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Journalism as a mortal trade

Journalism as a mortal trade
A study by the International News Safety Institute reveals that in the past 10 years, 1,000 journalists have been killed across the world. Only a quarter of journalists die covering wars – most become victims closer to home.

The top 3 deadliest countries, according to the report, are Iraq, Russia and Columbia- with Brazil, Ukraine and the USA described as dangerous.

“Killing a journalist is easy and people get away with it. Most killers are never found and certainly never prosecuted. So we've really got to find a way of tackling that culture of impunity in many countries and getting some accountability for what happens to journalists,” says Richard Sambrook, the Report Chairman of the International News Safety Institute.

Killing a journalist seems to have become an effective way to silence unwanted reporting.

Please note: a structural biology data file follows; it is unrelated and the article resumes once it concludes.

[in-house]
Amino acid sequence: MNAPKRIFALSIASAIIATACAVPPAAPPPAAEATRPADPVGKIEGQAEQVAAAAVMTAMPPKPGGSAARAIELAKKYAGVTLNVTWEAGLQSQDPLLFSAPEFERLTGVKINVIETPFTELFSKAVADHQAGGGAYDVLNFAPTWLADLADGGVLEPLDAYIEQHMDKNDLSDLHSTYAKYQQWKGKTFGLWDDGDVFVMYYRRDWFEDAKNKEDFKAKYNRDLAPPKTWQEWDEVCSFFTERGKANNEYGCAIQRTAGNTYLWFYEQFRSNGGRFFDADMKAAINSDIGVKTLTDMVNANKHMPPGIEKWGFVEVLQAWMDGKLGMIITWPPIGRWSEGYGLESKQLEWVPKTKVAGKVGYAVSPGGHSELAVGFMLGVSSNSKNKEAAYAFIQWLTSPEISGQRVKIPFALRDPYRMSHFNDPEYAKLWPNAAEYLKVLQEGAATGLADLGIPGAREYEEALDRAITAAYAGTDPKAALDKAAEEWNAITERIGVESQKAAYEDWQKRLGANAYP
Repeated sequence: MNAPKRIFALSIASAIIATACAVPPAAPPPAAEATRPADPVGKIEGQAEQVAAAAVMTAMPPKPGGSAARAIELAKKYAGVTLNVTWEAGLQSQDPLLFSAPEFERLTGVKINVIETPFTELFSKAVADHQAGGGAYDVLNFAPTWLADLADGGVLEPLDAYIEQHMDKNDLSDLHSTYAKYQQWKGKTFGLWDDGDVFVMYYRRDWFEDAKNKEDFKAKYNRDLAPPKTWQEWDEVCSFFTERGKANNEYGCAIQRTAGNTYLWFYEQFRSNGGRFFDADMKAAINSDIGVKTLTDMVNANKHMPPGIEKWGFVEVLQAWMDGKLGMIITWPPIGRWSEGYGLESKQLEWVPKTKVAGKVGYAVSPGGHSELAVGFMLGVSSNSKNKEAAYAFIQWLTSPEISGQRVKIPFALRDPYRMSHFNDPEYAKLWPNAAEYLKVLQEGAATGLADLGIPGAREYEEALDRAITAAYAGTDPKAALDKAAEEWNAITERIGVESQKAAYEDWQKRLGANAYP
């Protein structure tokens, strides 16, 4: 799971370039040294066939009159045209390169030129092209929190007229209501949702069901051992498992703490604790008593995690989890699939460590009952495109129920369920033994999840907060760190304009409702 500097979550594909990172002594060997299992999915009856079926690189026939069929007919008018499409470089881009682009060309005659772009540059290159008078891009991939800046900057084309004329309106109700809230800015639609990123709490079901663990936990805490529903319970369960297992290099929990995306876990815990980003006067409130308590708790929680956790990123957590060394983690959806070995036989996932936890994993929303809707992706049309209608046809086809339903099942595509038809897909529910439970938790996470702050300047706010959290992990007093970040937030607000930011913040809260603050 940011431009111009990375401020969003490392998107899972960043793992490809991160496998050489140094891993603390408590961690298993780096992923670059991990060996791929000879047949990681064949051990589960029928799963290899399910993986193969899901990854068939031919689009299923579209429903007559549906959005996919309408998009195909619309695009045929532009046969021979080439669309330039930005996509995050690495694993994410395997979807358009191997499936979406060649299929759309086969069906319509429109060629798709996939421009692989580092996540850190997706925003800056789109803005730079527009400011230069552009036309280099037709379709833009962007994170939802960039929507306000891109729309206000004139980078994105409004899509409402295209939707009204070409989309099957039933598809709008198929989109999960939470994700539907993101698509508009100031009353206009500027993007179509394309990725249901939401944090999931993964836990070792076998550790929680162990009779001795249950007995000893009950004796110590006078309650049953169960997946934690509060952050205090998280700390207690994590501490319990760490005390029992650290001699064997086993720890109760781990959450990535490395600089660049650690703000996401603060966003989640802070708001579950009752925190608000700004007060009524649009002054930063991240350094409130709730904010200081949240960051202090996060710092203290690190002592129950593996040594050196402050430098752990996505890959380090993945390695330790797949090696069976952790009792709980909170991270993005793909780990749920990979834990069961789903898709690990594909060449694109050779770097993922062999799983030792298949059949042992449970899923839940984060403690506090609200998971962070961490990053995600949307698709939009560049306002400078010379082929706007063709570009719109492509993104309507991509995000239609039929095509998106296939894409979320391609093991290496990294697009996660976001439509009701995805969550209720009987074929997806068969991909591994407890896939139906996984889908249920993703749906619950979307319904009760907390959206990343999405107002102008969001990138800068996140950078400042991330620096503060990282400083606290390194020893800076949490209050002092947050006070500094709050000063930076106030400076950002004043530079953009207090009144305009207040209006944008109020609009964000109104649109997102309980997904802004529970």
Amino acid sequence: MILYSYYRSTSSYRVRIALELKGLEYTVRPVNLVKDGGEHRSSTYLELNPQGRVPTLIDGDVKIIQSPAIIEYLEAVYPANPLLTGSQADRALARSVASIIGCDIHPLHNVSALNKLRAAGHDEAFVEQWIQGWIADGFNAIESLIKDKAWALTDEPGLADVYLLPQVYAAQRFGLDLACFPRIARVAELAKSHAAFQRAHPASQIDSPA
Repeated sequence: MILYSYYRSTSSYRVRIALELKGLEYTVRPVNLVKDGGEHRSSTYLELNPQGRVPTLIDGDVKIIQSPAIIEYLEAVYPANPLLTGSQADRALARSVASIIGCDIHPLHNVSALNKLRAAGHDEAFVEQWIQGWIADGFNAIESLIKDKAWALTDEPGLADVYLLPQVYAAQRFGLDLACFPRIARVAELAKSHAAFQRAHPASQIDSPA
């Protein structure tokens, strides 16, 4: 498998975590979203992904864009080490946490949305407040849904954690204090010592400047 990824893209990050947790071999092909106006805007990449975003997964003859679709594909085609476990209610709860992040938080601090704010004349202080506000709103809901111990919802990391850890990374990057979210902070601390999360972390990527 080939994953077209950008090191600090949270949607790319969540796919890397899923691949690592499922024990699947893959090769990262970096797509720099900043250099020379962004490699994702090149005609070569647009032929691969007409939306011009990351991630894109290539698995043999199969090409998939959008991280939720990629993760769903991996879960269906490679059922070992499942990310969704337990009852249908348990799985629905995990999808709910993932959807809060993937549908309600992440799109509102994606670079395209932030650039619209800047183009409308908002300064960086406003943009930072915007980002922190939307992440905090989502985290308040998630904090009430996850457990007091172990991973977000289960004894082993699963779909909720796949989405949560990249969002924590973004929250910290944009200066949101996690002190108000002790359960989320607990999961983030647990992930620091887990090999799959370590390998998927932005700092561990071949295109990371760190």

According to Director of the International News Safety Institute, Rodney Pinder, ordinary, low-profile journalists are often the victims.

“The main casualties of conflict, and of targeting of journalists, are not the international journalists who parachute into the big stories. They are ordinary workday journalists doing a daily job, under sometimes the most appalling dangers in their own countries. And when they're killed, nobody cares,” said Rodney Pinder.

Still, being a high-profile reporter doesn't mean immunity from becoming a target either. Prominent journalists can be killed for various reasons, but not infrequently it is a lack of safety awareness among journalists that is to blame.

“We find appalling ignorance around the world amongst news organisations and individual journalists about measures they can take to protect themselves,” expands Rodney Pinder.

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